Security and Safety

No mechanical problems found in Amtrak crash, NTSB says

Posted on June 2, 2015

Two passenger cars on their side and the remains of a damaged passenger car. Photo: NTSB
Two passenger cars on their side and the remains of a damaged passenger car. Photo: NTSB
National Transportation Safety Board (NTSB) investigators found no apparent mechanical problems in last month's deadly Amtrak derailment in Philadelphia, according to a preliminary report released today.

"No anomalies" have been found so far when investigators looked at the train braking systems, signals and track geometry, according to the NTSB report.

Based on the NTSB’s preliminary review of the train’s event recorder data, the train was travelling at 106 mph before the emergency brake system engaged. The data indicated that the engineer activated the emergency brakes seconds before the derailment.

The NTSB has possession of the Amtrak engineer’s cell phone and has obtained the cell
phone records. NTSB forensic experts are examining the phone and phone records. Although the records appear to indicate that calls were made, text messages sent, and data used on the day of the accident, investigators have not yet made a determination if there was any phone activity during the time the train was being operated, the report said.

Investigators are in the process of correlating the time stamps in the engineer’s cell phone records with multiple data sources including the locomotive event recorder, the locomotive outward facing video, recorded radio communications, and surveillance video, according to the report.

The NTSB is investigating reports of vandals throwing rocks or other objects at passing
trains around the time of the derailment. Damage to locomotive windshields and to at least one passenger car has been reported. The Amtrak 188 locomotive windshield has impact damage, however, it has not been determined if the damage was from a thrown
object or as a result of the derailment. The NTSB was assisted by the FBI in evaluating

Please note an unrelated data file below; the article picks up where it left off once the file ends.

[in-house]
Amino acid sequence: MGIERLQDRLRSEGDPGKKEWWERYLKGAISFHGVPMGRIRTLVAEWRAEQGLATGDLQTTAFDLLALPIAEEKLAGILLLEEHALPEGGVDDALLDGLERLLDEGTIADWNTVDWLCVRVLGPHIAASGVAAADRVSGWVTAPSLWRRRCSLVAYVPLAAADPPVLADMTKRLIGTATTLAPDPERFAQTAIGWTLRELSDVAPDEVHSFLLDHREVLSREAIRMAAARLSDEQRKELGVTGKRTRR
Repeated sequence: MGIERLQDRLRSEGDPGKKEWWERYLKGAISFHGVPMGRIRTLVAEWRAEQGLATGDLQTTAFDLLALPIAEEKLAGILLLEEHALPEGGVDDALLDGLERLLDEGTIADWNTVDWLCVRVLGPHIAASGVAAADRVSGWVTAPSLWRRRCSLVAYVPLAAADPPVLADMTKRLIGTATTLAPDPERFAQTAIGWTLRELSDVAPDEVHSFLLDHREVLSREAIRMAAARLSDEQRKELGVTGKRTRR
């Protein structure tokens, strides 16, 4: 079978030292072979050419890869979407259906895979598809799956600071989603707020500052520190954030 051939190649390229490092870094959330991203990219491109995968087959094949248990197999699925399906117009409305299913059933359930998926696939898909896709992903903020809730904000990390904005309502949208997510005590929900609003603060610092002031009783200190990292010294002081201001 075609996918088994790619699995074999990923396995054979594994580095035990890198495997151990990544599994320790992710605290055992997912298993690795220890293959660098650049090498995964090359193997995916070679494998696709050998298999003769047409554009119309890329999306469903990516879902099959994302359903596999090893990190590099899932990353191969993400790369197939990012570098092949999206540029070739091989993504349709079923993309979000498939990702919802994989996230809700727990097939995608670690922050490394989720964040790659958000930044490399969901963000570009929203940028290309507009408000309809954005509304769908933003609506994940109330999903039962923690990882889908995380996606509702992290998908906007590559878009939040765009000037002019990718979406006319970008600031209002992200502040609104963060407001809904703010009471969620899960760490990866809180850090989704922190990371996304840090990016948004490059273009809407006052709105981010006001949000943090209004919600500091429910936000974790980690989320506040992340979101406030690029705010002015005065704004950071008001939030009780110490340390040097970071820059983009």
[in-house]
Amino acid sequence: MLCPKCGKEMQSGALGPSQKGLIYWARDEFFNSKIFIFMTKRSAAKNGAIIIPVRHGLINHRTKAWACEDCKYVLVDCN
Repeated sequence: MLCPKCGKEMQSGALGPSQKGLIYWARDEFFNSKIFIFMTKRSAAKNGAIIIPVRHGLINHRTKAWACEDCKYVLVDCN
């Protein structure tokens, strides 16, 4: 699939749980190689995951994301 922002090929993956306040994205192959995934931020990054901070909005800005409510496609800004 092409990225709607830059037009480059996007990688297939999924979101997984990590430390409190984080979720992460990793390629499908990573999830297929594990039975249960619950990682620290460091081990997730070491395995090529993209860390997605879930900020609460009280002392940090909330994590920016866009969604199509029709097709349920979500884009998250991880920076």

the damage to the locomotive windshield which found no evidence of damage that could have been caused by a firearm.

View comments or post a comment on this story. (0 Comments)

More News

Man dies after being trapped by subway doors

A 36-year-old man was dragged and killed by a departing subway train, after he got trapped between the platform door and the train at Gimpo International Airport Station in western Seoul, on Wednesday morning.

NTSB releases preliminary report on NJ Transit crash investigation

In addition, a man who had his finger partially ripped off during the accident is planning to sue the transit agency.

Video of clown riding on back of Detroit bus under police investigation

With bright, bushy orange hair, a red nose and what appears to be a white lab coat, the clown can be seen gripping onto the rear of bus as it drives down a street.

Report finds Amtrak not properly budgeting for PTC implementation

The progress report comes just more than a week after a speeding New Jersey Transit train crashed into the Hoboken, N.J., station, killing one person and injuring more than 100.

NJ Transit reopens Hoboken station, NTSB releases recorder findings

In all, eight of the 17 tracks at the Hoboken Terminal were set to reopen Monday at the busy station where commuters connect with other trains and ferries heading into New York City.

See More News

Post a Comment

Post Comment

Comments (0)

More From The World's Largest Fleet Publisher

Automotive Fleet

The Car and truck fleet and leasing management magazine

Business Fleet

managing 10-50 company vehicles

Fleet Financials

Executive vehicle management

Government Fleet

managing public sector vehicles & equipment


Work Truck Magazine

The number 1 resource for vocational truck fleets

Schoolbus Fleet

Serving school transportation professionals in the U.S. and Canada

LCT Magazine

Global Resource For Limousine and Bus Transportation

Please sign in or register to .    Close